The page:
A majority of Republicans and Republican-leaning independents (58%) now say that colleges and universities have a negative effect on the country, up from 45% last year. By contrast, most Democrats and Democratic leaners (72%) say colleges and universities have a positive effect, which is little changed from recent years.

The national survey by Pew Research Center, conducted June 8-18 among 2,504 adults, finds that partisan differences in views of the national news media, already wide, have grown even wider. Democrats’ views of the effect of the national news media have grown more positive over the past year, while Republicans remain overwhelmingly negative.

About as many Democrats and Democratic-leaning independents think the news media has a positive (44%) as negative (46%) impact on the way things are going in the country. The share of Democrats holding a positive view of the news media’s impact has increased 11 percentage points since last August (33%).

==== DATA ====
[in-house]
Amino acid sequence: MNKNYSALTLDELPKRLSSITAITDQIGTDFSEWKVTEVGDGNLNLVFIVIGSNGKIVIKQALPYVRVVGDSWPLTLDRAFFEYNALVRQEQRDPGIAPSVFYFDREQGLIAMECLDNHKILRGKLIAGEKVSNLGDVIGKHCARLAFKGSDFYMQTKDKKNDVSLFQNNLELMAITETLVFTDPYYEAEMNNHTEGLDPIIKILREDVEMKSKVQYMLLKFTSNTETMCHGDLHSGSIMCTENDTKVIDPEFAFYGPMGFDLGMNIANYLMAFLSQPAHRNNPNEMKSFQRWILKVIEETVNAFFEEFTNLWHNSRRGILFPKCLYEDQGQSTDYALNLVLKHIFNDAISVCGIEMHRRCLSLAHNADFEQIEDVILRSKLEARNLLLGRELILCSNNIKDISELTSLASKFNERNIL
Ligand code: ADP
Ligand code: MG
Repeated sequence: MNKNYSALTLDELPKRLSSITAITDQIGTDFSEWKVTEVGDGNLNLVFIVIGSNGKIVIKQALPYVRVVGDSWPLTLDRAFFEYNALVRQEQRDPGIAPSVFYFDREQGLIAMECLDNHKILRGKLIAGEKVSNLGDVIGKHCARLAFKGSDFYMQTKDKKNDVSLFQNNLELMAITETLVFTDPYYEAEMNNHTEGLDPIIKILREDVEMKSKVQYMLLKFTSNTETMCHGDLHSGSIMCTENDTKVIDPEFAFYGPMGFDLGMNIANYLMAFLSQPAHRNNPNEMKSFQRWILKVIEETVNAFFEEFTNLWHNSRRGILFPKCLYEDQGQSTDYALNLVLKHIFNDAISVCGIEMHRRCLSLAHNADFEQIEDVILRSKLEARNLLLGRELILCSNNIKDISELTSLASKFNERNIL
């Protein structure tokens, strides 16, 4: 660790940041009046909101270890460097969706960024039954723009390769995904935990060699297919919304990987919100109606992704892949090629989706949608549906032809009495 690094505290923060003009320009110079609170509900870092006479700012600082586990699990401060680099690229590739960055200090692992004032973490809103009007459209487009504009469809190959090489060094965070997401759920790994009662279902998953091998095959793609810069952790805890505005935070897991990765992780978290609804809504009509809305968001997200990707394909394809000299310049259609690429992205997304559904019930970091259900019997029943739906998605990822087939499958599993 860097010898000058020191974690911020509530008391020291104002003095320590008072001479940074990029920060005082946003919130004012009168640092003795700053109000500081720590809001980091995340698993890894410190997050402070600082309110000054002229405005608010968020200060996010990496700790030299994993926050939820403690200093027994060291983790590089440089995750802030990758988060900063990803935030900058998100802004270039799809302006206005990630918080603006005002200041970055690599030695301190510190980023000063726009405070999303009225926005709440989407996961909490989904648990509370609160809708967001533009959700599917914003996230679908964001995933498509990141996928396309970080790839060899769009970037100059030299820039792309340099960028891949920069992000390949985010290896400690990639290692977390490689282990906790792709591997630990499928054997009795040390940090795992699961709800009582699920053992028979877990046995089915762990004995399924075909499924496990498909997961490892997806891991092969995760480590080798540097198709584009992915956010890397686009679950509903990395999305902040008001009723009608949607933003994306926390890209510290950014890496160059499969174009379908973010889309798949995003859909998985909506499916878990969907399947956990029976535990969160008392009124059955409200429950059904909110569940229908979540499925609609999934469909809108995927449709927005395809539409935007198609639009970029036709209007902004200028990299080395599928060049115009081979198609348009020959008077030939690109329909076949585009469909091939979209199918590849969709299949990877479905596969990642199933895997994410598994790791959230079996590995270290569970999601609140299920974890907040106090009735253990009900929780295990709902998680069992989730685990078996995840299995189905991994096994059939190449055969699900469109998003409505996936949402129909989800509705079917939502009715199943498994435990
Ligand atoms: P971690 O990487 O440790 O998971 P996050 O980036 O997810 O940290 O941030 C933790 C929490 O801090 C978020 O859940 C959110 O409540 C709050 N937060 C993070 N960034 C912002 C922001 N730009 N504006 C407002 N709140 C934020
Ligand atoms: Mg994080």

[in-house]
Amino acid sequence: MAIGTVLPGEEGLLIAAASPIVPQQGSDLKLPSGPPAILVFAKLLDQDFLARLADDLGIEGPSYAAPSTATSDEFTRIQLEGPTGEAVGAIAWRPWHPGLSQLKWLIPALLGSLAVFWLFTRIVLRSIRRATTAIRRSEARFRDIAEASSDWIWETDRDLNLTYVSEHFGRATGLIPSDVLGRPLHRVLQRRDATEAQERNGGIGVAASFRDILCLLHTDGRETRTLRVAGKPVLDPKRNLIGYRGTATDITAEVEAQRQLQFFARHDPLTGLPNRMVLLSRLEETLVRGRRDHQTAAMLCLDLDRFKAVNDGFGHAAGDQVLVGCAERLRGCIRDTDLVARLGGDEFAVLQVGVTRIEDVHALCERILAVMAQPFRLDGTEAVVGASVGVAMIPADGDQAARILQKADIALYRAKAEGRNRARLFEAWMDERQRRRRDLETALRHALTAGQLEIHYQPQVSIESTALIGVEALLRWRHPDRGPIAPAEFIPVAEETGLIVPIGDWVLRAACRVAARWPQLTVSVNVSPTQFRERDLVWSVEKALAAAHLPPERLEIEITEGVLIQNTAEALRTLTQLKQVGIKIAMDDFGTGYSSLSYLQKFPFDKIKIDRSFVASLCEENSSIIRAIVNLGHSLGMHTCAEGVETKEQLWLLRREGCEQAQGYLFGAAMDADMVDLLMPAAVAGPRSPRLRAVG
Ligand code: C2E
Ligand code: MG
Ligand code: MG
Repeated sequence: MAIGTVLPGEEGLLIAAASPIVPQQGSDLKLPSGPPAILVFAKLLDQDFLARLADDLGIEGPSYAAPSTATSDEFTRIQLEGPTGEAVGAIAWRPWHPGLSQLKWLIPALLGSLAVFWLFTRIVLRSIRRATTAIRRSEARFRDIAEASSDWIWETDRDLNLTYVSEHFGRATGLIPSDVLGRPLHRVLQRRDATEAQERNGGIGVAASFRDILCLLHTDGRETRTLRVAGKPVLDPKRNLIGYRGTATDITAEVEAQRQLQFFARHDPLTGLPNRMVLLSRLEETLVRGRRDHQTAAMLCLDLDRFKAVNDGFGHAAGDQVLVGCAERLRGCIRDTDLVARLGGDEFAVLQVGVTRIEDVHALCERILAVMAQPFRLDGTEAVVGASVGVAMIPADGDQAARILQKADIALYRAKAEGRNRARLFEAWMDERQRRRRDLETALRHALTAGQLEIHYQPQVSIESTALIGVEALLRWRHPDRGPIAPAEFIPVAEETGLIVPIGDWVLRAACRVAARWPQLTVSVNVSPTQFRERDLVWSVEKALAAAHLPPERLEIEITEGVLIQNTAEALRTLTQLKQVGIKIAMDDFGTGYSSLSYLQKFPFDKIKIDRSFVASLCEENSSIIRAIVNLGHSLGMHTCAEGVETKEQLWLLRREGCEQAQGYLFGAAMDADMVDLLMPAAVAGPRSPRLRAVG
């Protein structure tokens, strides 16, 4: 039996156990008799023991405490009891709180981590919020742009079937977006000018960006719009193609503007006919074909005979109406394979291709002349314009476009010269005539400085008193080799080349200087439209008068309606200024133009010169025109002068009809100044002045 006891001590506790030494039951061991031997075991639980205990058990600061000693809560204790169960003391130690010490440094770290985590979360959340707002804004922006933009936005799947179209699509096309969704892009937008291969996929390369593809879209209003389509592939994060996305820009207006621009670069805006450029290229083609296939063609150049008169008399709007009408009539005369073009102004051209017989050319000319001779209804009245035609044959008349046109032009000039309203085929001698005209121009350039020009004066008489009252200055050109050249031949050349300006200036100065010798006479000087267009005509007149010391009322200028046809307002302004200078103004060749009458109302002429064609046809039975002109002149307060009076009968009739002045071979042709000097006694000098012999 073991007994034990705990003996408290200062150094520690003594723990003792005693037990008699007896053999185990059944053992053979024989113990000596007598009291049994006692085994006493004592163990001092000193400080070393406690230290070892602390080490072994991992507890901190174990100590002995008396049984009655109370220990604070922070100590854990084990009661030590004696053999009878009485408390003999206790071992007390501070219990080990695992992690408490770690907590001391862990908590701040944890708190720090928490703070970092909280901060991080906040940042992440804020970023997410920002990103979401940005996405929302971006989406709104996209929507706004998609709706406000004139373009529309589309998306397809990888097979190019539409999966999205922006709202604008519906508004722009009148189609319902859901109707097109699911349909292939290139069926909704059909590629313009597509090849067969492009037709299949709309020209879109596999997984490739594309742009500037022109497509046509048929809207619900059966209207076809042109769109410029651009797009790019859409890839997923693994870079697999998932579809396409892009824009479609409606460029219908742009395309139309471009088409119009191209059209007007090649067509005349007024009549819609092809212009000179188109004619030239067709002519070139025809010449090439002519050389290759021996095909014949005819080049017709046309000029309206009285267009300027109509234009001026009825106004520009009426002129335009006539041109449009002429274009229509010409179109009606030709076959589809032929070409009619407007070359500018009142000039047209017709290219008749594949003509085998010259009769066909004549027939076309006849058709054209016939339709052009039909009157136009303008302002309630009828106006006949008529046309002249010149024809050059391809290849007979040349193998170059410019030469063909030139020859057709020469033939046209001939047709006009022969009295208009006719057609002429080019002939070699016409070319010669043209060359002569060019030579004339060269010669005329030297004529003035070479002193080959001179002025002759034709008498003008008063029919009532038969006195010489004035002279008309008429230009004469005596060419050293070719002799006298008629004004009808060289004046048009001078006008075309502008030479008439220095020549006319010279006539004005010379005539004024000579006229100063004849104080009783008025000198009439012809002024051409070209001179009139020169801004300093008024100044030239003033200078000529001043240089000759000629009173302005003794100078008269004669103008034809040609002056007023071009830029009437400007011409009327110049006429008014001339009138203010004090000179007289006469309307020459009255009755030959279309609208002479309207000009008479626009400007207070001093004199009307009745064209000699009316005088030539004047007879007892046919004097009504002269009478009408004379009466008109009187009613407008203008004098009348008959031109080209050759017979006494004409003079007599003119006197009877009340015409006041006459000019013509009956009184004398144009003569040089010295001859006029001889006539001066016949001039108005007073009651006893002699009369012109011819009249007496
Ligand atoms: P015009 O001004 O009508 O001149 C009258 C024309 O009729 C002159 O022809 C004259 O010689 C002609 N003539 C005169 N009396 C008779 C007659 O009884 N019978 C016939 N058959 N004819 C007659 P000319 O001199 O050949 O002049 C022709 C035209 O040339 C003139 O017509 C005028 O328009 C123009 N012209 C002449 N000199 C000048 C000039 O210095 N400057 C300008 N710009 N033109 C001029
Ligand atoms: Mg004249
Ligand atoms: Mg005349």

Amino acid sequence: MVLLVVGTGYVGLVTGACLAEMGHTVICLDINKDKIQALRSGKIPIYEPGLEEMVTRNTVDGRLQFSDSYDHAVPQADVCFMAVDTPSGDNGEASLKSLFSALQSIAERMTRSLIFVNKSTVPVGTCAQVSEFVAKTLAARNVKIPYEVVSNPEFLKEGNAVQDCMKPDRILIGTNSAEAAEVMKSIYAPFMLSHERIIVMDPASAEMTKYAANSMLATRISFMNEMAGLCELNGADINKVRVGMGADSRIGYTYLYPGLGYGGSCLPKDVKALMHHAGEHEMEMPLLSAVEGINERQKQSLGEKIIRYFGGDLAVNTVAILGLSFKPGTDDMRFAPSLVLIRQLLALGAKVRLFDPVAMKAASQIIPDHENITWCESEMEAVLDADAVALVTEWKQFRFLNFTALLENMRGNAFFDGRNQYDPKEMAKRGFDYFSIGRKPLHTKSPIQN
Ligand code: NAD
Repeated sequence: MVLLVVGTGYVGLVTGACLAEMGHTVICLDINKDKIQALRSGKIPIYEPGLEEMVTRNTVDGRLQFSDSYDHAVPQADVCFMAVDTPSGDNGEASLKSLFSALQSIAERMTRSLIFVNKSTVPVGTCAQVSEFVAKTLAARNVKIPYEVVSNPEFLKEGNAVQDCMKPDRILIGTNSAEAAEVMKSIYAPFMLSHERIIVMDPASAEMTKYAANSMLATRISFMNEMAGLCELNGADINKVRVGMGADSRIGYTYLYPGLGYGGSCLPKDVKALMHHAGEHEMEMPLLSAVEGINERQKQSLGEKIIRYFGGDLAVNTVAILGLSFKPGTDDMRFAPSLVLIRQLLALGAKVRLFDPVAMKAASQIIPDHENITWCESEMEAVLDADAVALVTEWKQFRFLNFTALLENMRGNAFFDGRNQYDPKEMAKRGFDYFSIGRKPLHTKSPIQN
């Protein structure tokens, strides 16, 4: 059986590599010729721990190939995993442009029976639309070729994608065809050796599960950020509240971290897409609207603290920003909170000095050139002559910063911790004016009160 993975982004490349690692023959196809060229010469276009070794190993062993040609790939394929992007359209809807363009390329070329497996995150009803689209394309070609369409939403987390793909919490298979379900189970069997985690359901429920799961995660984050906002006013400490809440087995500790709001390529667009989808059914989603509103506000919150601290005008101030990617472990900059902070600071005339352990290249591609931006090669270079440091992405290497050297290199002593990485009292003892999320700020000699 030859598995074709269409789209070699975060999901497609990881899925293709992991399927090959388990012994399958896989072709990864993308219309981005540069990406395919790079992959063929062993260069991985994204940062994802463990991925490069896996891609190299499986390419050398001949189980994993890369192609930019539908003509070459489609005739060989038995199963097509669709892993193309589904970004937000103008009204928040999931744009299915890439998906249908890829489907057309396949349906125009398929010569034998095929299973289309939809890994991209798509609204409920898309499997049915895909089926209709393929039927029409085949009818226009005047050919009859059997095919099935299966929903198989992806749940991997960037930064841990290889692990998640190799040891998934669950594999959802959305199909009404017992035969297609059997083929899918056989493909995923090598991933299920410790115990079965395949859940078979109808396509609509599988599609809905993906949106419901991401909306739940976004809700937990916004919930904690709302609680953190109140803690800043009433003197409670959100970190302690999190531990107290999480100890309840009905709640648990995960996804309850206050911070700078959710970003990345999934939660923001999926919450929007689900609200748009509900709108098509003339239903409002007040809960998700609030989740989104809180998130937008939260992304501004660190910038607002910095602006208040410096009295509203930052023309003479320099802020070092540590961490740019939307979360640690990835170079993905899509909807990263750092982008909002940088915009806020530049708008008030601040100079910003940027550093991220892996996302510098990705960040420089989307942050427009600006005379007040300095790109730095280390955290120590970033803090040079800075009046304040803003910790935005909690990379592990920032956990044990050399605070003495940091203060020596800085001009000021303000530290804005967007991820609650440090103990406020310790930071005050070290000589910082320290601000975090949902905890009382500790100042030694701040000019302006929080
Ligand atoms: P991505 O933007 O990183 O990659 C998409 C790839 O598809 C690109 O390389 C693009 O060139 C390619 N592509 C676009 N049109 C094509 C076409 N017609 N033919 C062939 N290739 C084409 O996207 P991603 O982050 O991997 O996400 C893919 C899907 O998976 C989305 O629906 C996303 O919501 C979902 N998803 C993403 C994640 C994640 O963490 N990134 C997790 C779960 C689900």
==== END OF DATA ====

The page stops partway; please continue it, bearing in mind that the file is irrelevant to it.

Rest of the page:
Republicans, by about eight-to-one (85% to 10%), say the news media has a negative effect. These views have changed little in the past few years.

Aside from their growing differences over the impact of colleges and the news media, Republicans and Democrats remain far apart in their assessments of the effects of other institutions on the nation. Democrats continue to be more likely than Republicans to view labor unions positively (59% vs. 33%), while larger shares of Republicans have positive views of churches and religious institutions (73% of Republicans vs. 50% of Democrats) and banks and financial institutions (46% vs. 33%).